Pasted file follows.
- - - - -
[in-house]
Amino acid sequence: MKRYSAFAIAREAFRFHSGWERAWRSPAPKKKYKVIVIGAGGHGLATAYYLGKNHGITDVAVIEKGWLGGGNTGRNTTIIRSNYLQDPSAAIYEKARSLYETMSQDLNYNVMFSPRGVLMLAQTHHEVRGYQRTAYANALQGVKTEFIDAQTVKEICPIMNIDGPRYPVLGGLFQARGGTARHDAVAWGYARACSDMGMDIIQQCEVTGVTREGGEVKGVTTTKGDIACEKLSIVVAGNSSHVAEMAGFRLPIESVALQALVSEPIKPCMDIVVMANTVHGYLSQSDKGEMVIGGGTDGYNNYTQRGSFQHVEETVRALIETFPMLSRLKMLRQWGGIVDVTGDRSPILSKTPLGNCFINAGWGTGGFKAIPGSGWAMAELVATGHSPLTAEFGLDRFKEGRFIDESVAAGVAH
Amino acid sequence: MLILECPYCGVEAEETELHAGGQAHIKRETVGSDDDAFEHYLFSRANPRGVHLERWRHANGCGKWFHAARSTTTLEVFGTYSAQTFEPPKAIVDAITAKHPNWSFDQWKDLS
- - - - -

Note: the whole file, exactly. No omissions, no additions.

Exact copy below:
[in-house]
Amino acid sequence: MKRYSAFAIAREAFRFHSGWERAWRSPAPKKKYKVIVIGAGGHGLATAYYLGKNHGITDVAVIEKGWLGGGNTGRNTTIIRSNYLQDPSAAIYEKARSLYETMSQDLNYNVMFSPRGVLMLAQTHHEVRGYQRTAYANALQGVKTEFIDAQTVKEICPIMNIDGPRYPVLGGLFQARGGTARHDAVAWGYARACSDMGMDIIQQCEVTGVTREGGEVKGVTTTKGDIACEKLSIVVAGNSSHVAEMAGFRLPIESVALQALVSEPIKPCMDIVVMANTVHGYLSQSDKGEMVIGGGTDGYNNYTQRGSFQHVEETVRALIETFPMLSRLKMLRQWGGIVDVTGDRSPILSKTPLGNCFINAGWGTGGFKAIPGSGWAMAELVATGHSPLTAEFGLDRFKEGRFIDESVAAGVAH
Amino acid sequence: MLILECPYCGVEAEETELHAGGQAHIKRETVGSDDDAFEHYLFSRANPRGVHLERWRHANGCGKWFHAARSTTTLEVFGTYSAQTFEPPKAIVDAITAKHPNWSFDQWKDLS